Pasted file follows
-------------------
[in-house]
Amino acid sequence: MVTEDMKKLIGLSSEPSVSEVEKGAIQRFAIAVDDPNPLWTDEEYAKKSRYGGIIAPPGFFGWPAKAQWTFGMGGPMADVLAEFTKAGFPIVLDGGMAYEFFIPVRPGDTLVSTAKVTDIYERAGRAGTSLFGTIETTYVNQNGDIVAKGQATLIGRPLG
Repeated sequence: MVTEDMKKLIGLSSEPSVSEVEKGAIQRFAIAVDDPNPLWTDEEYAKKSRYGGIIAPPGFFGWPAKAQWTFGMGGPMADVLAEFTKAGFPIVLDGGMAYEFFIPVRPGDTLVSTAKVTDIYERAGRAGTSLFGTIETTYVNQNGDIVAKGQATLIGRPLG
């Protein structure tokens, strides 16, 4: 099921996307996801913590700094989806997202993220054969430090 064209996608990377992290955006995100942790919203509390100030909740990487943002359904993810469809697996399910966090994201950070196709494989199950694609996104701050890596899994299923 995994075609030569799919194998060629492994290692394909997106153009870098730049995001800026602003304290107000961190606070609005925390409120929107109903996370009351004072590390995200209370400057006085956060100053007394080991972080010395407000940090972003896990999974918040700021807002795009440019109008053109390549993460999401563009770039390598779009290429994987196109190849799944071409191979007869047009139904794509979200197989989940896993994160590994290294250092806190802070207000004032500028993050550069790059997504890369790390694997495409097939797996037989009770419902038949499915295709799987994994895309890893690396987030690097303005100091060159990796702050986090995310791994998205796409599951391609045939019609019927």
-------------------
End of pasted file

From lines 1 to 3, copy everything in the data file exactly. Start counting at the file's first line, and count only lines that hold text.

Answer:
[in-house]
Amino acid sequence: MVTEDMKKLIGLSSEPSVSEVEKGAIQRFAIAVDDPNPLWTDEEYAKKSRYGGIIAPPGFFGWPAKAQWTFGMGGPMADVLAEFTKAGFPIVLDGGMAYEFFIPVRPGDTLVSTAKVTDIYERAGRAGTSLFGTIETTYVNQNGDIVAKGQATLIGRPLG
Repeated sequence: MVTEDMKKLIGLSSEPSVSEVEKGAIQRFAIAVDDPNPLWTDEEYAKKSRYGGIIAPPGFFGWPAKAQWTFGMGGPMADVLAEFTKAGFPIVLDGGMAYEFFIPVRPGDTLVSTAKVTDIYERAGRAGTSLFGTIETTYVNQNGDIVAKGQATLIGRPLG